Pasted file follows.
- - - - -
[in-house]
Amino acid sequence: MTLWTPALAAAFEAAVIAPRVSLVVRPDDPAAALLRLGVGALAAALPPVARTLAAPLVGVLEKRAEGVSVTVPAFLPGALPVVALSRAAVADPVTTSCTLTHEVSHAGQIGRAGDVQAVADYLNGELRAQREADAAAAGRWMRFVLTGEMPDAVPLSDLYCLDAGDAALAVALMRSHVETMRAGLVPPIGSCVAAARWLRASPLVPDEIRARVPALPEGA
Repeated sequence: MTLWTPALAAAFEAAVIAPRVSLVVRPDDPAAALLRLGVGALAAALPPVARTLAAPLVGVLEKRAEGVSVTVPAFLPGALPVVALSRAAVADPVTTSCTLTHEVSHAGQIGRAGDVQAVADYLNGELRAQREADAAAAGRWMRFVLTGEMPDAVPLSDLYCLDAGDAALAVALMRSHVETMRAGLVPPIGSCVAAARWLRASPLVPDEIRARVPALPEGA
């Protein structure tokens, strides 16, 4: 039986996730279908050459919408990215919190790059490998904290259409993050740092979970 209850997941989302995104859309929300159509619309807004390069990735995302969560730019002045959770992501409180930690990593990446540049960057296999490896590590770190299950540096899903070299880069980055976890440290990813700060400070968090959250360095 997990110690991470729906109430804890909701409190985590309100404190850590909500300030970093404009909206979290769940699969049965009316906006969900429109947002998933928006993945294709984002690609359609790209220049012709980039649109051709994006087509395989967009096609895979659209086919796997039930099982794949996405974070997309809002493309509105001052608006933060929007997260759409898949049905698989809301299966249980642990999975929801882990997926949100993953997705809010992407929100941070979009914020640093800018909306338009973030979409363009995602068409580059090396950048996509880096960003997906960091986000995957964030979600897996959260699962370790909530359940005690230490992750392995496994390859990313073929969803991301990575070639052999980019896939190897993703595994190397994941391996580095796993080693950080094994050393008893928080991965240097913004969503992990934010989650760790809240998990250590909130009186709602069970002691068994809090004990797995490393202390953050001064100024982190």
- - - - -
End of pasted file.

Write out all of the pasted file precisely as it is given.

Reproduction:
[in-house]
Amino acid sequence: MTLWTPALAAAFEAAVIAPRVSLVVRPDDPAAALLRLGVGALAAALPPVARTLAAPLVGVLEKRAEGVSVTVPAFLPGALPVVALSRAAVADPVTTSCTLTHEVSHAGQIGRAGDVQAVADYLNGELRAQREADAAAAGRWMRFVLTGEMPDAVPLSDLYCLDAGDAALAVALMRSHVETMRAGLVPPIGSCVAAARWLRASPLVPDEIRARVPALPEGA
Repeated sequence: MTLWTPALAAAFEAAVIAPRVSLVVRPDDPAAALLRLGVGALAAALPPVARTLAAPLVGVLEKRAEGVSVTVPAFLPGALPVVALSRAAVADPVTTSCTLTHEVSHAGQIGRAGDVQAVADYLNGELRAQREADAAAAGRWMRFVLTGEMPDAVPLSDLYCLDAGDAALAVALMRSHVETMRAGLVPPIGSCVAAARWLRASPLVPDEIRARVPALPEGA
């Protein structure tokens, strides 16, 4: 039986996730279908050459919408990215919190790059490998904290259409993050740092979970 209850997941989302995104859309929300159509619309807004390069990735995302969560730019002045959770992501409180930690990593990446540049960057296999490896590590770190299950540096899903070299880069980055976890440290990813700060400070968090959250360095 997990110690991470729906109430804890909701409190985590309100404190850590909500300030970093404009909206979290769940699969049965009316906006969900429109947002998933928006993945294709984002690609359609790209220049012709980039649109051709994006087509395989967009096609895979659209086919796997039930099982794949996405974070997309809002493309509105001052608006933060929007997260759409898949049905698989809301299966249980642990999975929801882990997926949100993953997705809010992407929100941070979009914020640093800018909306338009973030979409363009995602068409580059090396950048996509880096960003997906960091986000995957964030979600897996959260699962370790909530359940005690230490992750392995496994390859990313073929969803991301990575070639052999980019896939190897993703595994190397994941391996580095796993080693950080094994050393008893928080991965240097913004969503992990934010989650760790809240998990250590909130009186709602069970002691068994809090004990797995490393202390953050001064100024982190």